It always occurs to me, after little scuffles like these, that I’d be dead or dying if they hadn’t lifted Martial Law. The police and military had no use, or mercy, for vigilante justice of any kind. It didn’t matter if you were killing the resurrected dead, or your grannie, the authorities would put you down like a dog—actually, with more speed, and less mercy, than they would euthanize an animal—for breaking the law.
As it was, I had a small audience clustered around my motorcycle when I hobbled back.
“Dude, that was some fucking spectacular work!” One random guy said, and clapped me, hard, on the shoulder. Because I didn’t kill him instantly, everyone else took it as permission to do the same.
Have you ever felt like a ping-pong ball?
“Hey! Good job, really!” Swat!
Look! Here I go, back over the net! Hooray!
“Damned fine shot, son. Damned fine.” Punch to the arm!
Woo! Over the net!
“God! That was so hot!” Clutched to a massive, sweaty bosom.
Shit! That’s the table top…but softer and smellier.
“People!” I pulled out of the embrace of piggies. (I knew they were piggies, because I could see their noses through the front of her shirt—pink and everything.) “I just got beat up, and I’ve got two kinds of puke on me!”
The micro-throng stepped backward in unison.
I turned back to piggy-chest lady, and gave her a particularly prickly version of the evil eye.
“You, honey, just hugged a man coated in vomit. What? You couldn’t smell me?” I got up in her grill and allowed my vapors to waft across her olfactory intake ports. “Hey? Can you smell me now?”
Her eyes started to tear up, and I should have run away. This is what they call “20-20 hindsight”. She gave me her answer, but it wasn’t in English. As far as I’ve ever been able to research, “Huuarrgggaaaa-sploosh,” isn’t in the dictionary.
My adoring fans fled, leaving me bruised, sore, and covered in a brand new coat of bile.
“Serves me right.” I blinked and looked around. “There’s a fountain around here somewhere.”
Across the road, I found exactly what I was looking for: a decorative water feature that still worked. God knows, I’d rather be soaking wet than looking like a walking ad for Jackson Pollock. I walked the bike over, and attended to improving my overall hygiene.
The first thing I did was wash off my sword. A good carbon steel blade shouldn’t be exposed to bodily fluids, oils, or acids for any length of time. The sword I carried that day was forged out of L-6 steel by a friend of mine in Fairfax. L-6 is a saw blade steel, and it will corrode and turn funny colors if you look at it askance.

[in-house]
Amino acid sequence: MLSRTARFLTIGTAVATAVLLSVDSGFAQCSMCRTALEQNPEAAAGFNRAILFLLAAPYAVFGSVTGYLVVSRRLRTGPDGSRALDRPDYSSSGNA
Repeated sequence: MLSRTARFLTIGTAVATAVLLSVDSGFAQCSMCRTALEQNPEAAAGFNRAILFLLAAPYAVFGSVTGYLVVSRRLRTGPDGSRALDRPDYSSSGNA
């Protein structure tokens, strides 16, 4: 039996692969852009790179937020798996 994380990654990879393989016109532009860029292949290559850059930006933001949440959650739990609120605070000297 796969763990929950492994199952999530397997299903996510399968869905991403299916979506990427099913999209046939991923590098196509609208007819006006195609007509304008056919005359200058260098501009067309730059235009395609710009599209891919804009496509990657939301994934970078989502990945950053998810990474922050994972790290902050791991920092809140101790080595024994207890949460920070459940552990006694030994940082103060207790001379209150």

On the bright side, that steel also holds an insane edge, and can be tempered in such a way that it will survive being bent 90 degrees and flex back with no damage.
I laid the blade to the side, beside the scabbard, and added my .45 to the still life of dangerous tools. I took off my shirt, threw it in the water, and dunked myself into the cold, slightly brackish, water.
Calling it cold was something of an understatement. My nipples crinkled up like kettle-cooked potato chips, and I squealed into the dark water. Needless to say, I washed off as fast as humanly possible, and attended to my shirt with the same manic speed.
When I was done, I sat on the concrete lip of the fountain and wrung out my shirt. The sun would take care of drying my hair, and the wet shirt would dry by doing an impersonation of a pennant, flying off the back of my bike. I guessed it would be almost moisture free if I drove fast enough.
I wiped the sword off on a clean patch of my pants, and slid it back home into the wooden, brass-bound, sheath. My swordmaker, Scott Lewis, was practical. He didn’t have the facilities to make a fiberglass saya (the correct term for a Japanese sword scabbard), so he used rock maple, and bound it in brass bands. It was fucking gorgeous, and it hit like a professional baseball bat. Ask me how I know.
I massaged my chest to bring back some of the warmth, once the sword was at rest. My nipples had ripples, and that couldn’t be tolerated.